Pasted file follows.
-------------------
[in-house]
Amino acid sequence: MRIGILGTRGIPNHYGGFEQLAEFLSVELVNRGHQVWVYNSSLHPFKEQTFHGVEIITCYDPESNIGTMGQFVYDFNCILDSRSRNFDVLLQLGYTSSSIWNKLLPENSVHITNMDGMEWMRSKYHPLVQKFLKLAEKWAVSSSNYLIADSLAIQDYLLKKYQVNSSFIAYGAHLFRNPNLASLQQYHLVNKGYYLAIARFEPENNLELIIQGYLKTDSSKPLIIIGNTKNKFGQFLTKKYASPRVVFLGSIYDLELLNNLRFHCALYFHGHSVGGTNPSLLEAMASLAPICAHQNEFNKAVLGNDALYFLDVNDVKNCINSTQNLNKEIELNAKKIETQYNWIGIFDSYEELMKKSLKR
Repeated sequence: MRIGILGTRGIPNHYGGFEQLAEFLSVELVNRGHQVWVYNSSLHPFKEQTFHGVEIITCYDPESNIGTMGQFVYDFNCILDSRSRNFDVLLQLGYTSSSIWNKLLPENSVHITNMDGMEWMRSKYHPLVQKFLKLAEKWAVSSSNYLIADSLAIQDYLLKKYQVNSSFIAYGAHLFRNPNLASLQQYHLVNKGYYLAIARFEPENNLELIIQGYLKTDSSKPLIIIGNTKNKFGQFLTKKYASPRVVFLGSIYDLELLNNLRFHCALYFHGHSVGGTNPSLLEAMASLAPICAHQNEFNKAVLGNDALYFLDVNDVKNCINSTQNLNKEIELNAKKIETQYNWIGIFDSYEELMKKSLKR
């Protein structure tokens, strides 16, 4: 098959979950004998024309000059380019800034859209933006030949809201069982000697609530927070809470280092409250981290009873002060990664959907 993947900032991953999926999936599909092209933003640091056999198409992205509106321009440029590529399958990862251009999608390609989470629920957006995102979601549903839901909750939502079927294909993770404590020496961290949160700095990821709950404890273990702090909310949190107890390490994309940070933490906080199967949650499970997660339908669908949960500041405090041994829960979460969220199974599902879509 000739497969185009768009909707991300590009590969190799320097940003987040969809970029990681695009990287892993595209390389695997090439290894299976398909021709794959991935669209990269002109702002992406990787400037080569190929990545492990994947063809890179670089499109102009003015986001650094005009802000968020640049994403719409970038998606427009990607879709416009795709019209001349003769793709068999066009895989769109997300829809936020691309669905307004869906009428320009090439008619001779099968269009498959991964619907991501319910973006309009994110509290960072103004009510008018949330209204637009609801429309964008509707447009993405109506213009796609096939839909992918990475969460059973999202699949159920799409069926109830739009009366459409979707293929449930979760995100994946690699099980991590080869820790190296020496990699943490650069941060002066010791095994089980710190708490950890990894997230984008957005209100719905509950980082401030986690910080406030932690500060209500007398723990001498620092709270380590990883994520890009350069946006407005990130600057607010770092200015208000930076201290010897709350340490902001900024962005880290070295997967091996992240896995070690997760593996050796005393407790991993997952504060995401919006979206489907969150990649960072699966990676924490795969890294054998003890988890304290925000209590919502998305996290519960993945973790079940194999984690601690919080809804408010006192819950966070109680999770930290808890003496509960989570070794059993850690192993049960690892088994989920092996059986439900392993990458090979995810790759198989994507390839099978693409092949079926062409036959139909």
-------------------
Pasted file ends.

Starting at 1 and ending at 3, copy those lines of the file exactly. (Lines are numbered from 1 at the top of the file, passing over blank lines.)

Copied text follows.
[in-house]
Amino acid sequence: MRIGILGTRGIPNHYGGFEQLAEFLSVELVNRGHQVWVYNSSLHPFKEQTFHGVEIITCYDPESNIGTMGQFVYDFNCILDSRSRNFDVLLQLGYTSSSIWNKLLPENSVHITNMDGMEWMRSKYHPLVQKFLKLAEKWAVSSSNYLIADSLAIQDYLLKKYQVNSSFIAYGAHLFRNPNLASLQQYHLVNKGYYLAIARFEPENNLELIIQGYLKTDSSKPLIIIGNTKNKFGQFLTKKYASPRVVFLGSIYDLELLNNLRFHCALYFHGHSVGGTNPSLLEAMASLAPICAHQNEFNKAVLGNDALYFLDVNDVKNCINSTQNLNKEIELNAKKIETQYNWIGIFDSYEELMKKSLKR
Repeated sequence: MRIGILGTRGIPNHYGGFEQLAEFLSVELVNRGHQVWVYNSSLHPFKEQTFHGVEIITCYDPESNIGTMGQFVYDFNCILDSRSRNFDVLLQLGYTSSSIWNKLLPENSVHITNMDGMEWMRSKYHPLVQKFLKLAEKWAVSSSNYLIADSLAIQDYLLKKYQVNSSFIAYGAHLFRNPNLASLQQYHLVNKGYYLAIARFEPENNLELIIQGYLKTDSSKPLIIIGNTKNKFGQFLTKKYASPRVVFLGSIYDLELLNNLRFHCALYFHGHSVGGTNPSLLEAMASLAPICAHQNEFNKAVLGNDALYFLDVNDVKNCINSTQNLNKEIELNAKKIETQYNWIGIFDSYEELMKKSLKR